Wednesday, August 31, 2011

How to care for Daffodils

Daffodils are the classic heralds of spring. They
bring an element of surprise and excitement
each year as gardeners eagerly await their
emergence from the soil, closely followed by
their breathtaking floral performance.

Daffodils are easy to look after in the Garden

·    They grow in full sun to semi-shade but do best in a position with sun during winter and spring, when they bloom.
·    Daffodils also need plenty of sun when they've just finished flowering, as this is when the bulbs are taking in energy for the following year's display.
·    While they are dormant, daffodils should be left un-watered. If your summer climate is wet or soil is poorly drained, they can be lifted and stored in a cool, dark place and replanted in autumn. Otherwise they can be left to grow and multiply.
·    Daffodils are extremely drought hardy, however, to have them performing at their best I advise to mulch well. 
·    Resist the temptation to pull off or cut back leaves before daffodils have died down completely. Leaving them allows the goodness to return to the bulb in preparation for next season's flowering.

Daffodils are easy to look after in the Pots

·    The main key to success with daffodils in pots is to choose suitable bulb varieties, which are sturdy and not too tall, such as "tete a tete"
·    Always use a well-drained potting mix or a potting mix that has been designed especially for bulbs.
·    If you do bring pots of daffodils inside and you wish to keep the bulbs growing for as long as possible, place them in a cool position in the house, away from any heaters.
·    To have these pots of daffodils looking great year after year, it's necessary to renew the potting mix with slow release fertilizer and wetting agent annually, or to replant your bulbs into new potting mix.
·    Alternatively plant the bulbs into the garden after they've finished flowering, and replace them with new daffodil bulbs the following season.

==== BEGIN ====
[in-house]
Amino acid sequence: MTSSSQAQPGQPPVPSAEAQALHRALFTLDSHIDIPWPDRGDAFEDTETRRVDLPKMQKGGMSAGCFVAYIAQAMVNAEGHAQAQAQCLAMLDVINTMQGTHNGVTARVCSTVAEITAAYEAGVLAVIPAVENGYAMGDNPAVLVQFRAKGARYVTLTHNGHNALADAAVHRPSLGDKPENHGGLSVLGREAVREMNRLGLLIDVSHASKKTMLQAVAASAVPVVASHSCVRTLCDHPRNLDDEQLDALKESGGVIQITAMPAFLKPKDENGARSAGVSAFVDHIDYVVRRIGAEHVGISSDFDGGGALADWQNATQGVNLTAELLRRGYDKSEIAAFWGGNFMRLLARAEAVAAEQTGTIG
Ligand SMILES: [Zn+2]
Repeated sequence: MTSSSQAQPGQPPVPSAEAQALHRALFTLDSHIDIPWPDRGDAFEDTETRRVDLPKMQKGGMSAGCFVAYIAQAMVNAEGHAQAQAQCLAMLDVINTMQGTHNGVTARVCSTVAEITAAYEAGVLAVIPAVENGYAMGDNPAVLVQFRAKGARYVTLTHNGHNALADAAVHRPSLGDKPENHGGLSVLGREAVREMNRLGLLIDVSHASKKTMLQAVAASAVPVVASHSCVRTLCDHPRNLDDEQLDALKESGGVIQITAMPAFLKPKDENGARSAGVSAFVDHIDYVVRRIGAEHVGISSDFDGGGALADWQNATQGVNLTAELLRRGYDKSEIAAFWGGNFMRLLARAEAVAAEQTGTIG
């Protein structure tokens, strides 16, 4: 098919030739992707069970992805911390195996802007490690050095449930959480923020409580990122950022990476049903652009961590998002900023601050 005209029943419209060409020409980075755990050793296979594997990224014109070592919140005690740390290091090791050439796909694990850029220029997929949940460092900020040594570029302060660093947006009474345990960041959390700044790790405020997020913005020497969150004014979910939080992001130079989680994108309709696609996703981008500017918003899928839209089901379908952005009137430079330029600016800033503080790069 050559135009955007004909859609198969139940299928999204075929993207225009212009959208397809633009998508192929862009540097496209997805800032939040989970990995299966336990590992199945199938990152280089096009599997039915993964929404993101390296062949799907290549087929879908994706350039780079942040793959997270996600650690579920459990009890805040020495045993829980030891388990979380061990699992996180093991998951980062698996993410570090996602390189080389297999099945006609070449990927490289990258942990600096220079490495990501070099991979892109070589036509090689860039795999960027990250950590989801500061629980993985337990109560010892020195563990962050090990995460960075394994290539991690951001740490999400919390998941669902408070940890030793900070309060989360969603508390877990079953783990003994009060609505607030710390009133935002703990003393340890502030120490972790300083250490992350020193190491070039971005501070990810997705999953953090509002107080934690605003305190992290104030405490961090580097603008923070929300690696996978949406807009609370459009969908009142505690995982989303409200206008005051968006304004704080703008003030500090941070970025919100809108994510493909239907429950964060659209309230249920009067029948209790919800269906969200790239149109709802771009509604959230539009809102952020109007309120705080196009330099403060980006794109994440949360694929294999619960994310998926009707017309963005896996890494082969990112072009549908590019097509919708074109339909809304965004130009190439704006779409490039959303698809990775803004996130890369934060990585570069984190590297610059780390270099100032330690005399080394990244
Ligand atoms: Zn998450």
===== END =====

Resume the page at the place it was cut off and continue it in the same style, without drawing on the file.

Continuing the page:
Daffodils are versatile

·    Daffodils suit all styles of gardens, whether cottage or formal, small or large, and they can even be used successfully in contemporary settings.
·    Grow them in clumps in the garden, as borders, in containers, mass plant them in drifts, or let them naturalise - whichever way, they look stunning.
·    They are an ideal choice as an under-planting for deciduous trees that are bare-stemmed in winter.
·    Growing daffodils in pots enables you to show off the plants while they're looking their best, then move them to a  less prominent position while they're not putting on a show.
·    Dwarf Daffodils such as "tete a tete" look great in pots!

So there you have it. Daffodils look great, they're tough as nails, and they're  even cheap to buy!

Sunday, August 21, 2011

S.T.A.M.P.S Watches = Uber Cool

We’re really enjoying our new S.T.A.M.P.S watches here at Bliss. We have been exclusive ACT stockists of them for several months now and just love having them around. So pretty to look at, yet so practical and useful at the same time (there's a joke here about husbands I think but I'll refrain...)

So what makes these watches so super marvellous I hear you ask? Well firstly, they look like a stamp and secondly, they’re a choose-your-own-adventure type watch which you can mix and match to suit your mood. There are heaps of funky faces to choose from as well as bands in all sorts of great colours. Simply choose your favourite face, match it with a band, snap it on and BAM - you're looking mighty fine!

You can also wear them around your neck with the nifty necklace 'stripe' accessory or just stick the face to the fridge, dashboard or computer. The ‘Full Metal Jacket’ accessory is a square metal frame that can be added around the face and is designed to appeal to the male consumer but not exclusively, many gals will love the chunky look it gives.